Wisconsin Tourism, Pat Strachota, and some funny numbers about Wisconsin's corporate tax "burden"

Hi folks,

One of our representatives, Pat Strachota, (the Smart One) was right to ask state tourism officials whether we needed to spend money re-branding Wisconsin. Tourism continues to be strong and seems to be improving. [My friends and relatives across America go ga-ga every Christmas when their cheese-baskets arrive. My friends from Chicago go into fits of ecstacy when I drag them down to Fleet to pick up salt for the water softener. They'll just stand there for hours looking at all the different kinds of manure scrapers.] People love Wisconsin. "You have friends in Wisconsin" and a nice Holstein, maybe a walleye, is all we need to bring in the tourists.

But, as usual, weird assumptions show up in Pat's comments which suggest she is operating under the influence of Chicago School Economics. Friends don't let their representatives vote drunk so, some coffee for Pat.

From GM Today: More than beer, brats and ‘Laverne & Shirley’

Tourism is a booming business in Wisconsin, bringing $12.83 billion to Wisconsin’s economy in 2006, an increase of more than a billion over the previous year, said state Rep. Pat Strachota (R-West Bend).

"Clearly, Wisconsin already has a great image that continues to attract visitors in record numbers, so what problem is creating a new brand going to solve?" she asked.

If a new image is sought to attract new and encourage existing businesses to expand, the state needs to focus on "reducing our over-burdensome business regulatory environment and high tax burden," she said.

The state also needs to focus on providing a highly skilled workforce, she added.

"These are the efforts that will pay off in an increase in high-paying jobs, which will in turn benefit our state’s economy," Strachota said.

Two things:

1) "reducing our over-burdensome business regulatory environment and high tax burden"??

Um, according to The Tax Foundation, not a social-justice-friendly group, Wisconsin ranks around 39th in the US in terms of it's Business Tax Climate (which cleverly includes, not merely business related taxes, but personal property taxes as well to bump up the numbers). When they limit their survey to corporate taxes, however, we're not even in the top-10.

Our anti-tax representatives like to complain that taxes are the problem when it comes to luring business to Wisconsin; but California, New York, New Jersey, Ohio and 10 other states are, supposedly, even worse for business than Wisconsin.

This doesn't make any sense. California and New York seem to be doing pretty well, thank you, business-wise. California, if it were a country, would be the 7th richest country in the world -- and with a "worse" business climate than Wisconsin's?

Makes you wonder whether these rankings, and the kind of political decisions they've been used to justify, um, mean anything.

I'm leaning toward "no."

2) Taxes, therefore, are not the only factor in a state's economic well-being -- not by a long shot. What is demonstrably linked with economic prosperity is a well educated workforce. That's the reason businesses move to any state. (Consider the Gehl Corporation's recent decision with regard to West Bend.)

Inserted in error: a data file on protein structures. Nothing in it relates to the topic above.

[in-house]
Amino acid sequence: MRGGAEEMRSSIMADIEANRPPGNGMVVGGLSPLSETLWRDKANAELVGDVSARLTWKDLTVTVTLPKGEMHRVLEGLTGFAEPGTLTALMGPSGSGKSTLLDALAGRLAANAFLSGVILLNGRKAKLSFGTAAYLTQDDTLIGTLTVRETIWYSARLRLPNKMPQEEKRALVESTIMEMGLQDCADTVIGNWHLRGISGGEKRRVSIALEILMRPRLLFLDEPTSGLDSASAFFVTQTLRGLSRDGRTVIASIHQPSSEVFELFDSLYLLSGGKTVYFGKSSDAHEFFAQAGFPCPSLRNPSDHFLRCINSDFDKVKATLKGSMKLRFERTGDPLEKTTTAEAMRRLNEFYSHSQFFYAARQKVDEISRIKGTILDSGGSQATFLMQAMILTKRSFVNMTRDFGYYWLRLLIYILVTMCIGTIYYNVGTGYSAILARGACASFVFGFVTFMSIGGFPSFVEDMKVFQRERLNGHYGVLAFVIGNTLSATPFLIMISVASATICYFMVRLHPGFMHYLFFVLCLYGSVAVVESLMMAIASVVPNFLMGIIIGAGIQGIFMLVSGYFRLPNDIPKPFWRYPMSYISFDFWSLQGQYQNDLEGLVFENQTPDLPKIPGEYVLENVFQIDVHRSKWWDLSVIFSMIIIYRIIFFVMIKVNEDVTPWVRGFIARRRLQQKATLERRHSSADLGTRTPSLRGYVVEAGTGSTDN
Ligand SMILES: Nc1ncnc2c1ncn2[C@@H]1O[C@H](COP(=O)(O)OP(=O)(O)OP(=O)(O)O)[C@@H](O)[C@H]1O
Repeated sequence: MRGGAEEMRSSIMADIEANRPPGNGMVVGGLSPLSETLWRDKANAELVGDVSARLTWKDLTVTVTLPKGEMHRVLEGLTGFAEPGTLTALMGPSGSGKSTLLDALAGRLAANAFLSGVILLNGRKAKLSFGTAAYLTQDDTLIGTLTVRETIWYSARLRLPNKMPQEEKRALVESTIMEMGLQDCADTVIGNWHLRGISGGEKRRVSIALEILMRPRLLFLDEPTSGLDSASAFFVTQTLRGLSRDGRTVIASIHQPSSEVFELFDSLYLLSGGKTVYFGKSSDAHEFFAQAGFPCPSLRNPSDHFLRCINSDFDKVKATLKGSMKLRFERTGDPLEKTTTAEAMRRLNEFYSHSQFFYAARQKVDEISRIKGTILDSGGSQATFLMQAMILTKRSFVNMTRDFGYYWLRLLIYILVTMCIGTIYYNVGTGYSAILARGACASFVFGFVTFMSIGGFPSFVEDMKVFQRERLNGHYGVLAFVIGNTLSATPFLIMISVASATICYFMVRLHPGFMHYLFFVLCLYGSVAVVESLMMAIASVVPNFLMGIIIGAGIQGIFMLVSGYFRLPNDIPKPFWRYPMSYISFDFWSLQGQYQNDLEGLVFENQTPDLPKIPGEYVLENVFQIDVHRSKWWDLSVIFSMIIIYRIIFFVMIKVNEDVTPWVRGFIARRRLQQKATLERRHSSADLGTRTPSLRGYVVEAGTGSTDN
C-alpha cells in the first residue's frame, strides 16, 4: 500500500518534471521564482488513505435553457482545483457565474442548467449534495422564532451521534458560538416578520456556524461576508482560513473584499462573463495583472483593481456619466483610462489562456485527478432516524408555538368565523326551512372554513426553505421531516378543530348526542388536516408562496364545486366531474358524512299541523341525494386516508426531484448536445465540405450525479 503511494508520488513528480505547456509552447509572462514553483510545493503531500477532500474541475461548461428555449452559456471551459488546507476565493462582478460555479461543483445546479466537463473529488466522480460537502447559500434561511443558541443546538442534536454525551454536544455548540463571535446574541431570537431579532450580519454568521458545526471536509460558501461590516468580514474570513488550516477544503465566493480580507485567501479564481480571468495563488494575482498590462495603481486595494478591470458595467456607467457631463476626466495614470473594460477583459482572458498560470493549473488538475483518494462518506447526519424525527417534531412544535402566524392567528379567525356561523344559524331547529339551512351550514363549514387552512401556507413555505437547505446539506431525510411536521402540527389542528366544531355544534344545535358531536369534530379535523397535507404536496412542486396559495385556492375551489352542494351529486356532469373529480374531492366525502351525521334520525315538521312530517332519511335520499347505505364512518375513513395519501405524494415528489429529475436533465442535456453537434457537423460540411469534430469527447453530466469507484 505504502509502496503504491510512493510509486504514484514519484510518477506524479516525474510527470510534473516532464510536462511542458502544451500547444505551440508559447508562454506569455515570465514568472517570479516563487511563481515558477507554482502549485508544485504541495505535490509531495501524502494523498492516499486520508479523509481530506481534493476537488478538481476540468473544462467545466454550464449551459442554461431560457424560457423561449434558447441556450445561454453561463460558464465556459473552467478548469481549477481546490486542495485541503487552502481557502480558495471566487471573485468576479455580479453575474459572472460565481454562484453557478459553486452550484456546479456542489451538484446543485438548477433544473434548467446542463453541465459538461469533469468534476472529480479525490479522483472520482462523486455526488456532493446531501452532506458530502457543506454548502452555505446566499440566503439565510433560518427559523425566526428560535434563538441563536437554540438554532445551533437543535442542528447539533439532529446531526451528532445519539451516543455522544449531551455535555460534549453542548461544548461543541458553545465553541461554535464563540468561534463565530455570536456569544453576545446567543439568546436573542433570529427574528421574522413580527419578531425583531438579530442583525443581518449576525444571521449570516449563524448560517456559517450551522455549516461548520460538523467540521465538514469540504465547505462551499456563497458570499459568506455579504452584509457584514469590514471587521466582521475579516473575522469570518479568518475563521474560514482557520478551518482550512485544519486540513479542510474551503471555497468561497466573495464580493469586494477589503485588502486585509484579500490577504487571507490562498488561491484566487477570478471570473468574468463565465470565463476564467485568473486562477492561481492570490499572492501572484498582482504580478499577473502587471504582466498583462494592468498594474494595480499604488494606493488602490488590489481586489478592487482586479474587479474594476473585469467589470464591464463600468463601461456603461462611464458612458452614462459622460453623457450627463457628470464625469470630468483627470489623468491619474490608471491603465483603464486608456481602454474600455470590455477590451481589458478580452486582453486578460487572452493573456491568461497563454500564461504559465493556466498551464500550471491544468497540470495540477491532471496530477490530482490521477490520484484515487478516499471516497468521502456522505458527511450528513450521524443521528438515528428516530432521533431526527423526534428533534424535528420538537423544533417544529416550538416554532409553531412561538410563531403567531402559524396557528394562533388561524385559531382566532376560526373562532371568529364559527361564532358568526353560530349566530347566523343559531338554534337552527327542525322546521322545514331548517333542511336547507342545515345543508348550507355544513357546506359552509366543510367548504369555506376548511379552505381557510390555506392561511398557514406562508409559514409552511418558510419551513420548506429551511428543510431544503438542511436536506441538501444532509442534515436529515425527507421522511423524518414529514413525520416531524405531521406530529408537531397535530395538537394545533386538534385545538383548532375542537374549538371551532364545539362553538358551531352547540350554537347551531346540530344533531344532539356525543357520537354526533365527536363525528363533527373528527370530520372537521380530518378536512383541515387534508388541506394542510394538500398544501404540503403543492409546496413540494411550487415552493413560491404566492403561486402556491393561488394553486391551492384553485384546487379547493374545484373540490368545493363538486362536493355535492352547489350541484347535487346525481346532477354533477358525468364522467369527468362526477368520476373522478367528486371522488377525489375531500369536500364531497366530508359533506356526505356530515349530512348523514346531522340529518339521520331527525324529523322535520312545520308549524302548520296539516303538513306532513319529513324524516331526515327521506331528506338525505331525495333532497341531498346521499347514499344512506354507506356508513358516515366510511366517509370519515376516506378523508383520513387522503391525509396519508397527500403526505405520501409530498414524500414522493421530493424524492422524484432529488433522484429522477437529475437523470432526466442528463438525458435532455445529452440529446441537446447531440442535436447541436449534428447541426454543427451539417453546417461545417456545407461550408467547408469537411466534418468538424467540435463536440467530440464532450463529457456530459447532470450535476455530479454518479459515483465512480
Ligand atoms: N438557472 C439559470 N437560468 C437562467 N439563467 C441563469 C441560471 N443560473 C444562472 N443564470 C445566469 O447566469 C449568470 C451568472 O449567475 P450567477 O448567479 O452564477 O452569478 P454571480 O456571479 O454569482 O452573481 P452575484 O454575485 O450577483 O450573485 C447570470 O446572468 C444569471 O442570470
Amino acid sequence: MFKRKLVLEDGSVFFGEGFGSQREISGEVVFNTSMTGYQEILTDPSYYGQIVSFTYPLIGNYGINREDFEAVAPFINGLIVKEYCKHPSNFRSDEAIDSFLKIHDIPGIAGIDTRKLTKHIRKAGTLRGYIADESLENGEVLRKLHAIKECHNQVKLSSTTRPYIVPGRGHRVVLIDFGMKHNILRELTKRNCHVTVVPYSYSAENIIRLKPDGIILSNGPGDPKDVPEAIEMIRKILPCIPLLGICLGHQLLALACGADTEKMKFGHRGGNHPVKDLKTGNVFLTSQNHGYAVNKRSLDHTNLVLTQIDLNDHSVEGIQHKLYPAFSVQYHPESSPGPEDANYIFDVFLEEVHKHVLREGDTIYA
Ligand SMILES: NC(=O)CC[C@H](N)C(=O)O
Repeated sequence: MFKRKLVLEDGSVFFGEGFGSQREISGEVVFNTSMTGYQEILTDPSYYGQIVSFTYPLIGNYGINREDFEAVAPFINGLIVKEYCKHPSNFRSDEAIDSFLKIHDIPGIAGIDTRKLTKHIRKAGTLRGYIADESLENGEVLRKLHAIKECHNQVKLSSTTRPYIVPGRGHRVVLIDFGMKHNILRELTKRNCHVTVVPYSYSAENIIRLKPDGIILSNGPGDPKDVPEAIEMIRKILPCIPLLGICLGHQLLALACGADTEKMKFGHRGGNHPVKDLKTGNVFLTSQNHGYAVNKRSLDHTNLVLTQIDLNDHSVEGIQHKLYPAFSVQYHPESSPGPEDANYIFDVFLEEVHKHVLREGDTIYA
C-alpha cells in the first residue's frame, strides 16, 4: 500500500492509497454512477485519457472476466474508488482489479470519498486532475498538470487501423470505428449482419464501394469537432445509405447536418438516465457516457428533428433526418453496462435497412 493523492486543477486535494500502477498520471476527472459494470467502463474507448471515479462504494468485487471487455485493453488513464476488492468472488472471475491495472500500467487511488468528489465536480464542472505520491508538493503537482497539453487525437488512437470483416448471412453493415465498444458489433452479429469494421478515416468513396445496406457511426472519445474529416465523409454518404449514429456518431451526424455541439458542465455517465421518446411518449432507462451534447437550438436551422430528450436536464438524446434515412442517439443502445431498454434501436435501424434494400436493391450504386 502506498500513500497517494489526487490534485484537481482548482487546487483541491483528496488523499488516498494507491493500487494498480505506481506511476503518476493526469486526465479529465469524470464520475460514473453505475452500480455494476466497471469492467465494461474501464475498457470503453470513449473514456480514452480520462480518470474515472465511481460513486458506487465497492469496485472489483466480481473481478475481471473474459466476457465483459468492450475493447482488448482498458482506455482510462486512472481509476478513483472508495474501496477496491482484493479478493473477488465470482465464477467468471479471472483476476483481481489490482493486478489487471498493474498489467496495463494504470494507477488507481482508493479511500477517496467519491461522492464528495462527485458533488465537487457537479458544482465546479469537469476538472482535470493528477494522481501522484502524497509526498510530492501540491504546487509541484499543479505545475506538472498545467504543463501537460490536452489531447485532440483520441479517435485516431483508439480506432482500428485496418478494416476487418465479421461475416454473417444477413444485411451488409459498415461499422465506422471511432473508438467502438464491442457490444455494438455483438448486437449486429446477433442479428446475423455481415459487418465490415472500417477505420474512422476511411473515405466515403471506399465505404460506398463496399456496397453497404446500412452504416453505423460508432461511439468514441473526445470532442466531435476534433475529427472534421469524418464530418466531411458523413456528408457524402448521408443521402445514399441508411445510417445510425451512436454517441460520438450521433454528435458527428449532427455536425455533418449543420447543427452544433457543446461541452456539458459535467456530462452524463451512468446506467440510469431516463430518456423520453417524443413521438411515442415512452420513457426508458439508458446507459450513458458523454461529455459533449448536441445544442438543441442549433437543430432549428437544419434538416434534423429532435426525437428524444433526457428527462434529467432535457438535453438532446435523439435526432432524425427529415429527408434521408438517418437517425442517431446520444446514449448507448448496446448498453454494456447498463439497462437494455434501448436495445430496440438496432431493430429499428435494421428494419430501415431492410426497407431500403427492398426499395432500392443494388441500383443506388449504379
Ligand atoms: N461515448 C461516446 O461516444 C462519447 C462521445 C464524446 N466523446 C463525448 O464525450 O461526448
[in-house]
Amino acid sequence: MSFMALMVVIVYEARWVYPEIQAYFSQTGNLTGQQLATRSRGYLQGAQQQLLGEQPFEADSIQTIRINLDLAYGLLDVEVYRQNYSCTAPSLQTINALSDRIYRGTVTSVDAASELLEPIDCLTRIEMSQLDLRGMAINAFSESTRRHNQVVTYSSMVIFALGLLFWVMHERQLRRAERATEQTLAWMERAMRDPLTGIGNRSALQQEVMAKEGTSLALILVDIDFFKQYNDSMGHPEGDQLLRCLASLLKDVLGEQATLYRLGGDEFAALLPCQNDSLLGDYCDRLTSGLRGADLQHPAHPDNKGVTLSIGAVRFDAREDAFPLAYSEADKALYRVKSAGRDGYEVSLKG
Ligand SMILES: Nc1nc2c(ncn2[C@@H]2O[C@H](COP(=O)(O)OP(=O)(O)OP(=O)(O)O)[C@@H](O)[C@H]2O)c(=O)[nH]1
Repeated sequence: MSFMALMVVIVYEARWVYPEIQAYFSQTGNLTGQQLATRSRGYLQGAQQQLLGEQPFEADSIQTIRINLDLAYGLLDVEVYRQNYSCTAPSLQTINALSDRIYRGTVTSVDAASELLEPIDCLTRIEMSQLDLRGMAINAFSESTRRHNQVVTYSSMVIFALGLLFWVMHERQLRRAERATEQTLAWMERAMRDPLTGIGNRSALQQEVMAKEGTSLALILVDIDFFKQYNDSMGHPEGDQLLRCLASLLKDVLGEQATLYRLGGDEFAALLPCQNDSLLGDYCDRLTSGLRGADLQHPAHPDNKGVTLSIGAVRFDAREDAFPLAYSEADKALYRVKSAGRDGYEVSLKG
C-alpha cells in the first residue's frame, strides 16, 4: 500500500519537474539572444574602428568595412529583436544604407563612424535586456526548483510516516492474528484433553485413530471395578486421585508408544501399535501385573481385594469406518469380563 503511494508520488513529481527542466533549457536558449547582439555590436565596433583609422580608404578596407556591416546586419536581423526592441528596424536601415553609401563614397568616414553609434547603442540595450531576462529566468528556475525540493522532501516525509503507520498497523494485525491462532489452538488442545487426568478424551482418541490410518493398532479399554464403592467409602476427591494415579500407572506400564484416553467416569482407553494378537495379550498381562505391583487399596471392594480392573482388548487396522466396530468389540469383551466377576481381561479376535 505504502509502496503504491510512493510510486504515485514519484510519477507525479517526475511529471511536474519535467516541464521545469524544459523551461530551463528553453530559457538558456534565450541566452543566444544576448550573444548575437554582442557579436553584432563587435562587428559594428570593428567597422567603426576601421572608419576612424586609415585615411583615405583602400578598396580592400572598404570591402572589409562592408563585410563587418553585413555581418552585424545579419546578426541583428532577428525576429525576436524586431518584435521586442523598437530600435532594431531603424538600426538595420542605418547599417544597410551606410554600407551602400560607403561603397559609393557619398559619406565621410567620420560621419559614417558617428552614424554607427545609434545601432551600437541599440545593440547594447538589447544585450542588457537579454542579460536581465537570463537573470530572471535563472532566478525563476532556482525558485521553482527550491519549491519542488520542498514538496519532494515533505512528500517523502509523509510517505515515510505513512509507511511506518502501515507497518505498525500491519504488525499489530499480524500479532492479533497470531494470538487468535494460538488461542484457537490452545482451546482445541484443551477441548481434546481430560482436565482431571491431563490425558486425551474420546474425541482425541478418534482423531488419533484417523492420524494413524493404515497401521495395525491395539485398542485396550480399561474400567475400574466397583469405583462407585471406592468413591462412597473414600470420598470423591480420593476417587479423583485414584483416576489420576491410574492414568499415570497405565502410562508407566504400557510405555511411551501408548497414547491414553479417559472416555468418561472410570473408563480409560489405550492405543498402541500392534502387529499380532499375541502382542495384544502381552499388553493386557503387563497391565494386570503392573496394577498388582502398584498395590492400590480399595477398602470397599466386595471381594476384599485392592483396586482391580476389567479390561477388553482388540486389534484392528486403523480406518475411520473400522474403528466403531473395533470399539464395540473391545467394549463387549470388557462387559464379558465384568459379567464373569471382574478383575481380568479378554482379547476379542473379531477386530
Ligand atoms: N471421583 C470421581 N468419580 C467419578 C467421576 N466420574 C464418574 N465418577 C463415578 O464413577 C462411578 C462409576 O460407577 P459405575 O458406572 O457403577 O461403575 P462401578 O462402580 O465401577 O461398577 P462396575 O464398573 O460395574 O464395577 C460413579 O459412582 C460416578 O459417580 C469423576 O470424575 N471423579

So, Pat -- keep up the good work shepherding our taxes, but quit spending our money on training people for those manufacturing jobs that at are hemorrhaging to overseas markets (now that your economic assumptions are being swabbed into the petri dish of globalization). We need to educate people for jobs in America, not in India or China.


ps. BTW, I'm still waiting to hear why you voted against giving rape victims emergency contraception.

Thursday, January 10, 2008

Science, Evolution and Creationism.

Hi folks,

Synchronicity is always timely.

In the wake of wondering what it means that you can run for President and not believe in science, a colleague just sent me a link for the latest National Academies of Science publication on science and religion in the classroom. The New York Times article noted:
"...this volume is unusual, people who worked on it say, because it is intended specifically for the lay public and because it devotes much of its space to explaining the differences between science and religion, and asserting that acceptance of evolution does not require abandoning belief in God."
The text itself, Science, Evolution and Creationism is available at the National Academies website. Click the link and you can read it online.


Wednesday, January 09, 2008

Picking over the bones in the Ziegler decision.

Hi folks,

It is much to Judge Ziegler's credit that she immediately -- well, as soon as the election was over -- accepted responsibility for her inaccurate "gut checks" regarding the rules of judicial conduct.

The now completed review of her case by 3 appellate court judges found that she violated those rules. The panel recommended a reprimand as the most appropriate disciplinary action.

The Capital Times, The Milwaukee Journal, and One Wisconsin Now do not think that's enough.

From The Capital Times:
The recommendation by a three-judge panel that Supreme Court Justice Annette Ziegler enjoy a meaningless reprimand for her gross and repeated ethical abuses is an insult to the people of Wisconsin and to the once good name of the state's highest court.